Monoculture in the Local Food Movement: A Study of Race, Community, and Collective Identity

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dc.contributor.advisorCunningham, Kiran, 1961-
dc.contributor.authorBaxter, Madison M.
dc.date.accessioned2013-04-14T21:43:37Z
dc.date.available2013-04-14T21:43:37Z
dc.date.issued2012
dc.descriptionv, 52 p.en_US
dc.description.abstractPrevious research of food and community focuses on the role food plays in creating community ties, and bettering the environment. However, there is little research done on the topic of race relations within alternative food movements. This study focuses on the role the local food movement plays in a nonwhite majority neighborhood in Kalamazoo, Michigan. Though semiformal interviews, customer surveys and field observations of food destinations like farmers' markets and community gardens this study explores the creation of community and identity with regards to food. By focusing on purchasing priorities, existing knowledge, and the connection to a geographical place, it became evident that black community members create a distinct collective identity from white. These results have important implications for food related organizations working in nonwhite communities, as it questions their efficacy. For a food movement to be successful in a nonwhite community the goals, and values must reflect the needs of the community itself.en_US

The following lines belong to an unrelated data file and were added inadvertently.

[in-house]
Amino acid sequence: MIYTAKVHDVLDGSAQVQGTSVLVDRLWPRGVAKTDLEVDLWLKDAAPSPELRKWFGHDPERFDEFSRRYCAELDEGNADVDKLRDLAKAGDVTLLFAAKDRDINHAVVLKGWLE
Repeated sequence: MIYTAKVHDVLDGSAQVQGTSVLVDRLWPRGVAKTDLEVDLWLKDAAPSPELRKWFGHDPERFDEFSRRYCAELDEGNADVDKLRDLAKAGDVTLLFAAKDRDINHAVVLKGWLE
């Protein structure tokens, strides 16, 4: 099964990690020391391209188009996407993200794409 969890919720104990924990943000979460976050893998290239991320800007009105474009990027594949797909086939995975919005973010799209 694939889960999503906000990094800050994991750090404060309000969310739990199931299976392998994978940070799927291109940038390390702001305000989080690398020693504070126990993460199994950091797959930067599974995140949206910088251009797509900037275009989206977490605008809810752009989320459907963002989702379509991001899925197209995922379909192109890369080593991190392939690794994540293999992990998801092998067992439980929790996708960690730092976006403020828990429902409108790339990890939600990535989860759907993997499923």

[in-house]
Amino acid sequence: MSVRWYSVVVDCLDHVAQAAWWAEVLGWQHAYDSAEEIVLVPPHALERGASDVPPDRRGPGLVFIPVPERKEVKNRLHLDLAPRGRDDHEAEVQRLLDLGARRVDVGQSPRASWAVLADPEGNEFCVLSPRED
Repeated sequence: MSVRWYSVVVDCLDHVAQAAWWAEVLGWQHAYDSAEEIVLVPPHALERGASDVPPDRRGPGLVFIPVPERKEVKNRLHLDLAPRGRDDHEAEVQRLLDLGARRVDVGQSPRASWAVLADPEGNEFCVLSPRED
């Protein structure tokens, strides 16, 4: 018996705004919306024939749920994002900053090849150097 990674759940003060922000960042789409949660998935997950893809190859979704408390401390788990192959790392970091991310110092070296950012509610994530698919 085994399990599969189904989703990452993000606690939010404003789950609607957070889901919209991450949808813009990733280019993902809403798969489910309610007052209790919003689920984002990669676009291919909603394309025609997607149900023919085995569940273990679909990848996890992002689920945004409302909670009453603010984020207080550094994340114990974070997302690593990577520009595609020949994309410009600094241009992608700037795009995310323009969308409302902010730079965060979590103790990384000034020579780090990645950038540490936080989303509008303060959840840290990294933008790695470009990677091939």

dc.format.mimetypeapplication/pdf
dc.identifier.urihttp://hdl.handle.net/10920/28433
dc.language.isoen_USen_US
dc.publisherKalamazoo, Mich. : Kalamazoo College.en_US
dc.relation.ispartofKalamazoo College Anthropology and Sociology Senior Individualized Projects Collection
dc.rightsU.S. copyright laws protect this material. Commercial use or distribution of this material is not permitted without prior written permission of the copyright holder. All rights reserved.
dc.titleMonoculture in the Local Food Movement: A Study of Race, Community, and Collective Identityen_US
dc.typeThesisen_US
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